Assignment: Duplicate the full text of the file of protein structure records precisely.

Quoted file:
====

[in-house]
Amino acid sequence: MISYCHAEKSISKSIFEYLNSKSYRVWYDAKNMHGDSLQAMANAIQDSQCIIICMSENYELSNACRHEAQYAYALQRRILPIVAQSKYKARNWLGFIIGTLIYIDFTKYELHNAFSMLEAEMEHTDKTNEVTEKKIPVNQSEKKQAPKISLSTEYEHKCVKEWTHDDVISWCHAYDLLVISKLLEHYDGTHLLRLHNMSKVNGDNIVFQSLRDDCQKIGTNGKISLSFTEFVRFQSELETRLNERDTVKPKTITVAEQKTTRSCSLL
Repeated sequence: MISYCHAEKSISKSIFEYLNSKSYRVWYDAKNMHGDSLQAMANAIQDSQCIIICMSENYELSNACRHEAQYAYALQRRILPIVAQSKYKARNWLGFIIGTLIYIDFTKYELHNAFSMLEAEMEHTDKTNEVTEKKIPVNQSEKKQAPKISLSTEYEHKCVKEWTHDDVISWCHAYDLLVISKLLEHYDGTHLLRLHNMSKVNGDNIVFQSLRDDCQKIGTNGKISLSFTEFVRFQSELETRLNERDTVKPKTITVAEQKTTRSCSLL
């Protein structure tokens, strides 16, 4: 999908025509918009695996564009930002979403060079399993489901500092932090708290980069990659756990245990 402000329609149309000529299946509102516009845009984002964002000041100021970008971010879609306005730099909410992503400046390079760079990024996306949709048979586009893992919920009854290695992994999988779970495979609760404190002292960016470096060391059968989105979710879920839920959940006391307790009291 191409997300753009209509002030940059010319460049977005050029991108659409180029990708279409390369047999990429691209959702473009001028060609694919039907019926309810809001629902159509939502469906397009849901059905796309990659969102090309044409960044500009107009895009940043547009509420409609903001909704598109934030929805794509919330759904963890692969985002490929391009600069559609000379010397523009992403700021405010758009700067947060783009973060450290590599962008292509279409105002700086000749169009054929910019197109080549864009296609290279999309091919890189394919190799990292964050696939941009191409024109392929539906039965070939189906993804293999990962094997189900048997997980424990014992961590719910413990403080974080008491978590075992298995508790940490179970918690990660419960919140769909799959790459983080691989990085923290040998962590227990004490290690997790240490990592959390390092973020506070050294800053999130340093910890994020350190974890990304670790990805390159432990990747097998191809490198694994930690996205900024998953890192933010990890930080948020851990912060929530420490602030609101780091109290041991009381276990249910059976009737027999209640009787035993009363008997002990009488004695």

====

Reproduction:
[in-house]
Amino acid sequence: MISYCHAEKSISKSIFEYLNSKSYRVWYDAKNMHGDSLQAMANAIQDSQCIIICMSENYELSNACRHEAQYAYALQRRILPIVAQSKYKARNWLGFIIGTLIYIDFTKYELHNAFSMLEAEMEHTDKTNEVTEKKIPVNQSEKKQAPKISLSTEYEHKCVKEWTHDDVISWCHAYDLLVISKLLEHYDGTHLLRLHNMSKVNGDNIVFQSLRDDCQKIGTNGKISLSFTEFVRFQSELETRLNERDTVKPKTITVAEQKTTRSCSLL
Repeated sequence: MISYCHAEKSISKSIFEYLNSKSYRVWYDAKNMHGDSLQAMANAIQDSQCIIICMSENYELSNACRHEAQYAYALQRRILPIVAQSKYKARNWLGFIIGTLIYIDFTKYELHNAFSMLEAEMEHTDKTNEVTEKKIPVNQSEKKQAPKISLSTEYEHKCVKEWTHDDVISWCHAYDLLVISKLLEHYDGTHLLRLHNMSKVNGDNIVFQSLRDDCQKIGTNGKISLSFTEFVRFQSELETRLNERDTVKPKTITVAEQKTTRSCSLL
């Protein structure tokens, strides 16, 4: 999908025509918009695996564009930002979403060079399993489901500092932090708290980069990659756990245990 402000329609149309000529299946509102516009845009984002964002000041100021970008971010879609306005730099909410992503400046390079760079990024996306949709048979586009893992919920009854290695992994999988779970495979609760404190002292960016470096060391059968989105979710879920839920959940006391307790009291 191409997300753009209509002030940059010319460049977005050029991108659409180029990708279409390369047999990429691209959702473009001028060609694919039907019926309810809001629902159509939502469906397009849901059905796309990659969102090309044409960044500009107009895009940043547009509420409609903001909704598109934030929805794509919330759904963890692969985002490929391009600069559609000379010397523009992403700021405010758009700067947060783009973060450290590599962008292509279409105002700086000749169009054929910019197109080549864009296609290279999309091919890189394919190799990292964050696939941009191409024109392929539906039965070939189906993804293999990962094997189900048997997980424990014992961590719910413990403080974080008491978590075992298995508790940490179970918690990660419960919140769909799959790459983080691989990085923290040998962590227990004490290690997790240490990592959390390092973020506070050294800053999130340093910890994020350190974890990304670790990805390159432990990747097998191809490198694994930690996205900024998953890192933010990890930080948020851990912060929530420490602030609101780091109290041991009381276990249910059976009737027999209640009787035993009363008997002990009488004695």